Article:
One of the vehicle for understanding personality in classical India was the grid of physicality presented in the Samkhya philosophy, with the senses and sense organs evolving in a linear fashion from primordial materiality (prakrti), an abstraction absent in Western thought. In this way, the structure of the body and its perceptual equipment reached deeply and directly into the nature of reality itself. Thus, fundamental changes in the surface levels of individuality resonated deeply into the shared level of primordiality, creating a channel by which penetration of external forces could be felt through the entire system. This is coeval with the remnants of an earlier more vedic system (known in ancient Greece also), in which personality included cosmological trace elements that entered the individual from outside. The individual was, conceived of as porous, allowing trace mater from Brahma, the Adityas, and other beings from devas to raksasas to enter. Thus, categories of invasive bhutas or grahas co-responded to categories of sattvas that served as the foundations of personality.

Possession, regardless of the term used for it, was often understood. Sanskrit (and other Indic) texts as a modification of personality, rather than as a psychological aberration for which the individual must necessarily held accountable. "Positive" possession was esteemed, if somewhat feared and those subject to it were most often productive members of their communities. By contrast, "negative" possession befell individuals regarded unstable; indeed, their possession was the mark of their instability. In most cases, however, negative possession was usually regarded as treatable. The practice of mental health care in India beginning in the ancient period has regarded the possessed individual as a victim, rather than a perpetrator, as is the case with exorcism in Christianity.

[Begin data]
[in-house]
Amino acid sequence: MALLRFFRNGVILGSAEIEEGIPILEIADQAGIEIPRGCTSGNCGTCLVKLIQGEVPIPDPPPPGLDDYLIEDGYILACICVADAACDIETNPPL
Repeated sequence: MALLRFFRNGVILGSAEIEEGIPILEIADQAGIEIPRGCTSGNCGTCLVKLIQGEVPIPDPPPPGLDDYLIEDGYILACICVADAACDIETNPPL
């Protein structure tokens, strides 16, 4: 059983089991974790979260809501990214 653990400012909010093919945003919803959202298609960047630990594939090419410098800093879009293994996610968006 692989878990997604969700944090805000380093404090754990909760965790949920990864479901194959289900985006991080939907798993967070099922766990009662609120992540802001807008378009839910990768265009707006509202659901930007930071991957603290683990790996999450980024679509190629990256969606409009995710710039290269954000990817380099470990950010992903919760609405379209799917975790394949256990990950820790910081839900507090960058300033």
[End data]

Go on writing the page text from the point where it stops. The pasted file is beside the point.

Even if the treatments were sometimes heavy-handed, ayurvedic texts were invariably designed to exorcise the bhuta or graha as well as rebalance the individual's humors or doshas. As such, it has not and cannot have been completely censored by the agents of brahmanical prudery; it is available in the interstices and thus has been addressed less graphically by the classical philosophers, poets, and mystics, to whom organization, boundaries, and control have been paramount, than by poets, indigenous medical authors, and etl1nographers, to whom physical symptoms and gestures were often more accessible.